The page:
lol-- just what we need here in Medina -- as if there aren't enough crazy people here now --ok i may be one too --:)
For communities grappling with bath salts, ease of purchase seems to be key
Submitted by Howard Owens on July 23, 2012 - 5:42pm
There are some communities in Western and Central New York where law enforcement and emergency personnel have reported problems with users on "bath salts," but some communities have been untouched.
In the GLOW region, for example, Le Roy, Albion, Medina and Warsaw, according to law enforcement sources in each place, haven't seen many emergency calls related to bath salts.
In communities such as Batavia, Fulton, Utica, Watertown and Syracuse, however, there has been an explosion of calls for bizarre behavior, people having seizures, people demonstrating extreme paranoia and agitation.
What's the difference between these two sets of communities: In the villages and cities where there are problems, there is at least one retail shop -- usually a head shop -- suspected of selling synthetic drugs. Where no such shop exists, there haven't been many people buying and using the products.
In Batavia, first there was The Laughing Buddha, which was suspected of selling bath salts and other synthetic drugs until it closed around the beginning of May.
At about the time it closed, The 420 Emporium opened at 400 Ellicott St.
There are four other 420 Emporium locations in New York. The first one opened in Fulton in September 2011. A short time later, a second head shop opened in Fulton.
"Ever since that store came to town, well, let me put it this way, we never had a bath salt problem until these stores came to town," said Sgt. Joseph Agigo of the Fulton PD. "It seems to have contributed to the problem. It may not be the only source of the problem, but it has contributed to it."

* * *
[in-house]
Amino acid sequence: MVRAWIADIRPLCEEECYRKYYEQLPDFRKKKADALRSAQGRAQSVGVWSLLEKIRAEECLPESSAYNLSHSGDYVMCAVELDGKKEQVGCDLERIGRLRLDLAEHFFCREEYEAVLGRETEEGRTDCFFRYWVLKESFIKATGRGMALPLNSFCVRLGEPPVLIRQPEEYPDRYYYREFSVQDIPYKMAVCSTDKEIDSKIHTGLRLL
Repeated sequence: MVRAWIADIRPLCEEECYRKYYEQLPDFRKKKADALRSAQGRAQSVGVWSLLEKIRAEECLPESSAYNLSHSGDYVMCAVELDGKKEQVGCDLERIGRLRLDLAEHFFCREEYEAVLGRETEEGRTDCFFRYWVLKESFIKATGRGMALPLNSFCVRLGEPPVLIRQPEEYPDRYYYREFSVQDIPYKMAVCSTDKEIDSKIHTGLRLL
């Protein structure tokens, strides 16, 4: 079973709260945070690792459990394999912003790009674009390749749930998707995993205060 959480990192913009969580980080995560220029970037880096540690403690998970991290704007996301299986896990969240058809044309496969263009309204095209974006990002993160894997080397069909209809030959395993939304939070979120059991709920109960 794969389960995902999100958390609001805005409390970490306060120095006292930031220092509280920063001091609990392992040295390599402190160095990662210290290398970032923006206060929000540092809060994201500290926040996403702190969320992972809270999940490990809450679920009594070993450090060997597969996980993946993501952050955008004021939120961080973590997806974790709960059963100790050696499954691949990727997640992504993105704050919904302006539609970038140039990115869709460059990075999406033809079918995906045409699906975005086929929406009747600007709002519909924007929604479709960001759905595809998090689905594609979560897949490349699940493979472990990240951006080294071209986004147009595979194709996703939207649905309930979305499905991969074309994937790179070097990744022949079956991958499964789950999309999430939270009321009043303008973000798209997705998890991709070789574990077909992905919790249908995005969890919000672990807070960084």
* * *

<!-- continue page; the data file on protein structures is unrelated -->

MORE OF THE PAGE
While bath salts and other synthetic drugs are available online, an online purchase requries a credit card and creates a paper trail. For a person on parole or probation, that could be a problem.
When a retail store allegedly sells synthetic drugs, anybody with cash and knowledge of the location can acquire a product that may or may not have been banned by state or federal law.
Sgt. Steven Hauck, public information officer for the Utica PD, doesn't want to overstate the level of bath salt problems in his city, saying that because his department's policy is to be completely transparent about the issues it deals with, Utica got more media attention than some other municipalities.
However, Hauck said there is certainly a correlation between ease of access to a retail location that seems to be selling synthetic drugs and the problems it creates in a community.
"Part of the thing with any type of drug is a person's ability to obtain that drug," Hauck said.
What Hauck said he doesn't understand is why a business that might otherwise be legitimate would want to get involved in something as ethically questionable as selling synthetic drugs.
"The thing I've always found really odd about the whole bath salt thing is that while I can understand to a certain degree, though I certainly do not condone it, a person on a street corner selling crack or selling marijuana, these are businesses, legitimate business," Hauck said. "Why would you want to get involved in something that you hear every day is killing people?"
The 420 Emporium's Web site lists locations in Rochester, Henrietta, Brockport (top photo), Syracuse, Fulton and Batavia.
The bath salt issues in Batavia are well documented. Fulton's police have dealt with bath salt issues. Media reports confirm numerous bath salt issues in Syracuse, though there are other possible retail outlets allegedly selling the compounds in that city.
As far as Brockport, its chief of police has not responded to multiple phone calls and emails requesting comment. The Batavian did speak to a lone police officer Saturday who said he wasn't aware of any problems related to 420 in Brockport; however, Jason Lang has told The Batavian previously that he has purchased bath salts in Brockport.